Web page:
the Birthday of Charles Rennie Mackintosh
"There is hope in honest error; none in the icy perfections of the mere stylist." ~ Charles Rennie Mackintosh (1868-1928)
The Willow Tea Rooms at Sauchiehall St, Glasgow, have recently been restored to the original 1903 vision of Charles Rennie Mackintosh and his wife Margaret Macdonald. Now open after a grand renovation, the tea house represents a total work of art -recognised internationally for its importance as the only surviving tea room designed in its entirety by Charles Rennie Mackintosh, including everything from the exteriors, interiors, the arrangement of internal spaces, the furniture, cutlery, and even the waitresses' uniforms. Built in 1903, this was a fantasy for the ritual of afternoon tea, with a ladies’ room at the front in white, silver and rose, a darker paneled room at the back lined with oak and grey canvas, and a top-lit gallery held up by great timber posts. Compared with the dark Victorian pubs and dining rooms of the time, it was a futuristic wonder. His evocative designs are still used to evoke a certain mood, and are prominently seen in a number of movies and TV shows, including Blade Runner, Doctor Who and Inception. If you're lucky enough to have tea here, let us know!
Born June 7, 1868 in Glasgow, Charles Rennie Mackintosh was a Scottish architect, designer, water colourist and artist. His work, alongside that of his wife Margaret Macdonald, was influential on European design design movements such as Art Nouveau and Secessionism.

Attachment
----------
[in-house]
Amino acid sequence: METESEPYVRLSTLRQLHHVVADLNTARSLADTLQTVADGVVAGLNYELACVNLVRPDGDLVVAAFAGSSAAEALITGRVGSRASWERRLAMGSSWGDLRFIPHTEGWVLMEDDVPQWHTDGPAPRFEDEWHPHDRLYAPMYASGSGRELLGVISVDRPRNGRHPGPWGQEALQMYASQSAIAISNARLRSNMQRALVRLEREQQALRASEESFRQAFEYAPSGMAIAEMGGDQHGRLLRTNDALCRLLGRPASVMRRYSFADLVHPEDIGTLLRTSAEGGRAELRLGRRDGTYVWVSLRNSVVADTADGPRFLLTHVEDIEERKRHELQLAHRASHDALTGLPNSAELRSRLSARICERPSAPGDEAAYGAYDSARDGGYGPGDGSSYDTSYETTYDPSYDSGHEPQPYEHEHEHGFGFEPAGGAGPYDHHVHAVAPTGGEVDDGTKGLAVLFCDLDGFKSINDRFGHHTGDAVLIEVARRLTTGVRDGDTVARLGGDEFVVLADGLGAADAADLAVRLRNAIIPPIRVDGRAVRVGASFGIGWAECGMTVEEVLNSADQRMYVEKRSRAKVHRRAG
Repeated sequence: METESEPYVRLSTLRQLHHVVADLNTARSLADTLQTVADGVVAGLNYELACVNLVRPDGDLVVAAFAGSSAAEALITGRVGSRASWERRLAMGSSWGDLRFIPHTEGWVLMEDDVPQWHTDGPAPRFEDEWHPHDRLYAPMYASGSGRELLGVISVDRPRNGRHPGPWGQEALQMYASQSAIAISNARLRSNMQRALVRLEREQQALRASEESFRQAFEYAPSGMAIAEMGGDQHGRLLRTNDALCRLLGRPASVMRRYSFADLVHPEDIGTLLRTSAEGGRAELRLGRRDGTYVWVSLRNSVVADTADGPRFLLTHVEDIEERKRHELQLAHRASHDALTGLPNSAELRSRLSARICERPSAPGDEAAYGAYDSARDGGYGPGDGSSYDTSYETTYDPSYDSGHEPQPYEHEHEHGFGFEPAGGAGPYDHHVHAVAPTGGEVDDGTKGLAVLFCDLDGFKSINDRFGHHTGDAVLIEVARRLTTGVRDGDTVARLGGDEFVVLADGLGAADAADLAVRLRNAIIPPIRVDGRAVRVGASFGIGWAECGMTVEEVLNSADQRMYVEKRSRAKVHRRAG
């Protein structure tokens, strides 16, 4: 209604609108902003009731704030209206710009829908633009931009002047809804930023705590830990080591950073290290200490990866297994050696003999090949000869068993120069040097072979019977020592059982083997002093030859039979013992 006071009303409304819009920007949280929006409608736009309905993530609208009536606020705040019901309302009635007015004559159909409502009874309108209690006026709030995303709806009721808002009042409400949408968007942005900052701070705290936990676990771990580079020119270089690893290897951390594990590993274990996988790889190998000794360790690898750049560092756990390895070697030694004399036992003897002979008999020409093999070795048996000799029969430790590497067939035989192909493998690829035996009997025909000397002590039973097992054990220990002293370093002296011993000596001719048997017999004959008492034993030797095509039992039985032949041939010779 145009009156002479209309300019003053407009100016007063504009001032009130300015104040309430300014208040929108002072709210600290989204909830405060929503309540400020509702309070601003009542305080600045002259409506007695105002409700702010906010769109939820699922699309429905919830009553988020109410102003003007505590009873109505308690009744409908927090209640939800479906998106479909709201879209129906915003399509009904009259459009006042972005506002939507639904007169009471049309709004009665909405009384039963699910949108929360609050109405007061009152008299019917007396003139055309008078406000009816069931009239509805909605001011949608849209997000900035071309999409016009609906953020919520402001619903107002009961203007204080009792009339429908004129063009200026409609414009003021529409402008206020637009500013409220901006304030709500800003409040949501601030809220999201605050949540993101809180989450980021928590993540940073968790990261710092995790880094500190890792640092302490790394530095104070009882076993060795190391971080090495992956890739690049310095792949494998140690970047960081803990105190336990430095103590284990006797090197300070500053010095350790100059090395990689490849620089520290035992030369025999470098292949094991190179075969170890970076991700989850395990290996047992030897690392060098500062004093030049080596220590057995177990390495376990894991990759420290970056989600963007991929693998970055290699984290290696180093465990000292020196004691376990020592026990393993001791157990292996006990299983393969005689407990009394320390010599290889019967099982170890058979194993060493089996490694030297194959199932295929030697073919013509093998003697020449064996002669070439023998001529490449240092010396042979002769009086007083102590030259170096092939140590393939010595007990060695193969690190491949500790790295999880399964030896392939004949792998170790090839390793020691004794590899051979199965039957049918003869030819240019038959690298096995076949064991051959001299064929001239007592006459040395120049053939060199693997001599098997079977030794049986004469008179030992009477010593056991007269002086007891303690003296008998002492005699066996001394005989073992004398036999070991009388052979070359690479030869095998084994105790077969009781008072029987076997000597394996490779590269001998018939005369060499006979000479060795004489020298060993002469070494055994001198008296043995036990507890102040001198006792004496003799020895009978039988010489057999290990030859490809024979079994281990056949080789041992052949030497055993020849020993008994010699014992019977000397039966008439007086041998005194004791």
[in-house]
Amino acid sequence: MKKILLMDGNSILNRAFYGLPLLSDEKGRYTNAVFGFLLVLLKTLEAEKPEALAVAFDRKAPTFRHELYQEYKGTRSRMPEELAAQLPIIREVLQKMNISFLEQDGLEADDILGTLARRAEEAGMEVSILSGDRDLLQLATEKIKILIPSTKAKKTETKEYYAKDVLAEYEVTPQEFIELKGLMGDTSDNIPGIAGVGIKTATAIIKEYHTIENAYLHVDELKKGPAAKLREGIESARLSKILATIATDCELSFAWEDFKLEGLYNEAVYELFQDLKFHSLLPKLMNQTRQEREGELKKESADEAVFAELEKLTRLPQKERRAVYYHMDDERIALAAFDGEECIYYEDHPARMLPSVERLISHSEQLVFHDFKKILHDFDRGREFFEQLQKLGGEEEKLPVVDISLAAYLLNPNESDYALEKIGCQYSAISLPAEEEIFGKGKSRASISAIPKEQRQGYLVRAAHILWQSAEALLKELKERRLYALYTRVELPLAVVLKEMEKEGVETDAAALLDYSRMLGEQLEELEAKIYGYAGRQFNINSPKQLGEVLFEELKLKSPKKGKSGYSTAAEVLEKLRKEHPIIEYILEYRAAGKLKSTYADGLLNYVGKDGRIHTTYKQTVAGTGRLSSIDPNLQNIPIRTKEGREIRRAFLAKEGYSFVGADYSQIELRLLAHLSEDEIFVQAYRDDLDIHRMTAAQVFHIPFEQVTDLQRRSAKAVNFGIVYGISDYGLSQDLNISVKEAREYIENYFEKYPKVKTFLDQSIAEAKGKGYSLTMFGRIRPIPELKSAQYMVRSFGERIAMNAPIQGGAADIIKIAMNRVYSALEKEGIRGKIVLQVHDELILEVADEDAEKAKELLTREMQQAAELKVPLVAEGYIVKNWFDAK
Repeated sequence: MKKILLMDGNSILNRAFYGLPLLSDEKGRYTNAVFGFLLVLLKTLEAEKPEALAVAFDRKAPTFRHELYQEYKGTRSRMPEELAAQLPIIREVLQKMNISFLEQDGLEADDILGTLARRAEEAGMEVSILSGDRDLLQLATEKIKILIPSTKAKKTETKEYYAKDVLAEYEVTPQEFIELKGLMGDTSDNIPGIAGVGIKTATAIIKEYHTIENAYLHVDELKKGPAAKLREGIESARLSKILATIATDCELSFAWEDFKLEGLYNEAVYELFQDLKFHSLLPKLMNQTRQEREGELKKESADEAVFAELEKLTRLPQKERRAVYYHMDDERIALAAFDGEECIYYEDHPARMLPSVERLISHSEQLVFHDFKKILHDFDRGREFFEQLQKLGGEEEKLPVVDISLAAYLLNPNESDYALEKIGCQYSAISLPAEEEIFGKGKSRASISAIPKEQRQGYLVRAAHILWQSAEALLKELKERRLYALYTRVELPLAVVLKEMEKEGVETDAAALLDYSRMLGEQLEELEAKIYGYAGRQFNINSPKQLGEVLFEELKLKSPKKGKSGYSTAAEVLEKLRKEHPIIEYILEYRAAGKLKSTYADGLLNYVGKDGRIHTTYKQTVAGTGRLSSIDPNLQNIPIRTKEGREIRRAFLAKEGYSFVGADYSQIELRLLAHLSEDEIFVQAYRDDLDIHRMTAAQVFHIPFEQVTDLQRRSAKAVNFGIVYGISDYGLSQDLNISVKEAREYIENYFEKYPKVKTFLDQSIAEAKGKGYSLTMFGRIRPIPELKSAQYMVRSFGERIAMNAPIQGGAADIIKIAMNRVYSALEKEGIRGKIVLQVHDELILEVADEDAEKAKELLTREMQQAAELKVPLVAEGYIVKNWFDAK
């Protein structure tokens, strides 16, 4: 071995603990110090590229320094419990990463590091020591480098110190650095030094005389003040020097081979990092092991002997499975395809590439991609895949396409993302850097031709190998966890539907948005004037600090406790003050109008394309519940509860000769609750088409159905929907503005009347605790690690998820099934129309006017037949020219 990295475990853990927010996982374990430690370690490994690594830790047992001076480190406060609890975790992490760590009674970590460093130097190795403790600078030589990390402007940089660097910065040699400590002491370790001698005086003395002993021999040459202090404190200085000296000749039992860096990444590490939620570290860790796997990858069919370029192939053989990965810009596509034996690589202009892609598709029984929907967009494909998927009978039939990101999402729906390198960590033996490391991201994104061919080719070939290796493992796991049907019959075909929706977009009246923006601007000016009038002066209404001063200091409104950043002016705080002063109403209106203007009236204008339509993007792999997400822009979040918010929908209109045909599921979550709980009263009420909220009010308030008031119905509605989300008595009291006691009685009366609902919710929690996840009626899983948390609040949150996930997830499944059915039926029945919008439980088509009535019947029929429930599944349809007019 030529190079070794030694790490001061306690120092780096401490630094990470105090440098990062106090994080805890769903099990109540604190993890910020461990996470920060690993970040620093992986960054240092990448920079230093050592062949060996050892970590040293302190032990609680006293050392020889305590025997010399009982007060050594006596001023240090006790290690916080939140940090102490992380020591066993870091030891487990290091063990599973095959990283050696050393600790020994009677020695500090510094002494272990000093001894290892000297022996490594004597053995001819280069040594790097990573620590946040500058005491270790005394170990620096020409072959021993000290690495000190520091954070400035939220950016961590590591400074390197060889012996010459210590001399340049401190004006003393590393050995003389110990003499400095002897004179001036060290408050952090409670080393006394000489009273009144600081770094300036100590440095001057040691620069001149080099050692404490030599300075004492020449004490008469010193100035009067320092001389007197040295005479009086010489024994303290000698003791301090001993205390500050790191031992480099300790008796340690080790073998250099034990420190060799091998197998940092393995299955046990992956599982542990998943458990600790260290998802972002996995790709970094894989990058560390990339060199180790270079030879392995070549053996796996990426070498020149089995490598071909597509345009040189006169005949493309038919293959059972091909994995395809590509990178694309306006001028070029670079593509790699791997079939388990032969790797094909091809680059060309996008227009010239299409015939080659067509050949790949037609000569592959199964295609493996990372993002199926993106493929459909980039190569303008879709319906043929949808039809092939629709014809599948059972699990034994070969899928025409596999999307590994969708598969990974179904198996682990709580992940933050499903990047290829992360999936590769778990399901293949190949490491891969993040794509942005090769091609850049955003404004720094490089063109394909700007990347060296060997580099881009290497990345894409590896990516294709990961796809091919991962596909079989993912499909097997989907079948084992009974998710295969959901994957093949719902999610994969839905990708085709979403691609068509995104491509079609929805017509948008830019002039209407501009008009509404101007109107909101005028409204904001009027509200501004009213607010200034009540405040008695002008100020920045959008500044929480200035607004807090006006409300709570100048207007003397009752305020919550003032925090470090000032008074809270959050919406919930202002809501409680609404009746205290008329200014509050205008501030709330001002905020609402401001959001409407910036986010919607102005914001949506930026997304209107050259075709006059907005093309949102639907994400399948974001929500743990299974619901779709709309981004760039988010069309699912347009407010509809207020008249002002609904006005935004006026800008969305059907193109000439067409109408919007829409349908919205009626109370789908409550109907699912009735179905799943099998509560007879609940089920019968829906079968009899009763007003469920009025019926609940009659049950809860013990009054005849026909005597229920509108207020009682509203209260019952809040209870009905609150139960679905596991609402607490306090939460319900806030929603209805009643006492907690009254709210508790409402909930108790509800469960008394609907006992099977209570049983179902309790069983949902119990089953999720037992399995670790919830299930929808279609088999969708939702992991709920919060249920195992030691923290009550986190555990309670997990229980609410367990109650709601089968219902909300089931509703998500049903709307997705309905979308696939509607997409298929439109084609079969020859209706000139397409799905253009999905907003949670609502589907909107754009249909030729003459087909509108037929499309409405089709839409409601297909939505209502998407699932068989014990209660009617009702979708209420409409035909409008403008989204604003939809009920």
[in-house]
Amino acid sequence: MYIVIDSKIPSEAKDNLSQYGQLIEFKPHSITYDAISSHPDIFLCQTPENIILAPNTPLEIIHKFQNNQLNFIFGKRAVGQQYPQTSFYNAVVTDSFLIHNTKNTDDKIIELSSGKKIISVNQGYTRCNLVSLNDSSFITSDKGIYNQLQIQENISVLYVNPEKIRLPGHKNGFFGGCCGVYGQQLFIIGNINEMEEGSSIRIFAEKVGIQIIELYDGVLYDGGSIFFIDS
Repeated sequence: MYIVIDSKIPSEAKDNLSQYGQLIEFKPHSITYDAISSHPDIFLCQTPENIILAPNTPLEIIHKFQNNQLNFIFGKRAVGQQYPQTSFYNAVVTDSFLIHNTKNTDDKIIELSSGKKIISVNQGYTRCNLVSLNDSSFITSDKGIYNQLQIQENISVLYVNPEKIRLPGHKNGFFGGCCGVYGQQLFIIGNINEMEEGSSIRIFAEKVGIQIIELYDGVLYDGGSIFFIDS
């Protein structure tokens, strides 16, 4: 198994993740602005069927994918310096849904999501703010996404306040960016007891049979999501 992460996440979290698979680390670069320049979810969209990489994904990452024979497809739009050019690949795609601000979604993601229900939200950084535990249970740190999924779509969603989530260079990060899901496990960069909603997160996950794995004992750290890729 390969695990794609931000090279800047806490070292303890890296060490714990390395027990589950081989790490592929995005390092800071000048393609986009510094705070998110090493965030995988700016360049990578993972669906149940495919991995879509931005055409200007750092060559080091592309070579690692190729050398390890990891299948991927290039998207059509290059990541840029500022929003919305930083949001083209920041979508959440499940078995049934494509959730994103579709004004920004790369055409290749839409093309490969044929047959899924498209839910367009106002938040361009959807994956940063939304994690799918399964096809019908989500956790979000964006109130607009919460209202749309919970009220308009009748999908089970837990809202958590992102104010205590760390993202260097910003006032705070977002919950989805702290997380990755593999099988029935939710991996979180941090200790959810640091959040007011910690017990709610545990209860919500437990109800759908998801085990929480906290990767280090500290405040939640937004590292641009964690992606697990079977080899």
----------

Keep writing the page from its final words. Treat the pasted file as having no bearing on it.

Although celebrated today for the artistic houses and detailed interiors (distinctive furniture and watercolours), his masterpiece is the Glasgow School of Art, one of the great buildings of all time.
Mackintosh, his future wife Margaret MacDonald, her sister Frances MacDonald, and Herbert MacNair met at evening classes at the Glasgow School of Art. They became known as a collaborative group, "The Four", or "The Glasgow Four", and were prominent members of the "Glasgow School" movement. This group helped defined the Glasgow Style's fusion of influences including the Celtic Revival, the Arts and Crafts Movement, and Japonisme.
This tartan was designed by a former student of the Glasgow School of Art who has been involved in many Mackintosh related projects. The designer wished to produce a design based on Mackintosh's tile motifs, particularly, Mackintosh's nine square motif.
Click the Mackintosh tile for more on the Glasgow School of Art.